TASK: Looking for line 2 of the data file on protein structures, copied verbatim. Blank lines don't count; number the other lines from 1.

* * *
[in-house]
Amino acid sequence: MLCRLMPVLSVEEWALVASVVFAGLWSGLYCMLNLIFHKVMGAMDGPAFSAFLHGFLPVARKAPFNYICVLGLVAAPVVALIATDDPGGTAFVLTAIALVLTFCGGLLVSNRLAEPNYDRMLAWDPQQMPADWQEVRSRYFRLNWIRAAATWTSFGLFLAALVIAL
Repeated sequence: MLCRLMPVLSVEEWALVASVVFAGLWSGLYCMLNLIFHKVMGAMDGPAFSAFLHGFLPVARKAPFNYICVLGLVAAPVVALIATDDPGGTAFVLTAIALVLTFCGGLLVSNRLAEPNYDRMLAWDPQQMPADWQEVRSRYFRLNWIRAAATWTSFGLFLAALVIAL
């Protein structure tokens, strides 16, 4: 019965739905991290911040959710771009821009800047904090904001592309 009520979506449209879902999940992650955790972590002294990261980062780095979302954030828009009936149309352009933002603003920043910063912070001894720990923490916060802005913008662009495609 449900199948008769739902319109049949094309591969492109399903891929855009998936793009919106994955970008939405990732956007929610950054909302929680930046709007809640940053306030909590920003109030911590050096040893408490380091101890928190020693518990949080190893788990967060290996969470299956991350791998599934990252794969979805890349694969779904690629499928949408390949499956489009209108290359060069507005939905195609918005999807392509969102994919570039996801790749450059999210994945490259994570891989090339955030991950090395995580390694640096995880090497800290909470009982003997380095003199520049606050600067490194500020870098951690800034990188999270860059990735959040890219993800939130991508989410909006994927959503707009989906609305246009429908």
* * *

Amino acid sequence: MLCRLMPVLSVEEWALVASVVFAGLWSGLYCMLNLIFHKVMGAMDGPAFSAFLHGFLPVARKAPFNYICVLGLVAAPVVALIATDDPGGTAFVLTAIALVLTFCGGLLVSNRLAEPNYDRMLAWDPQQMPADWQEVRSRYFRLNWIRAAATWTSFGLFLAALVIAL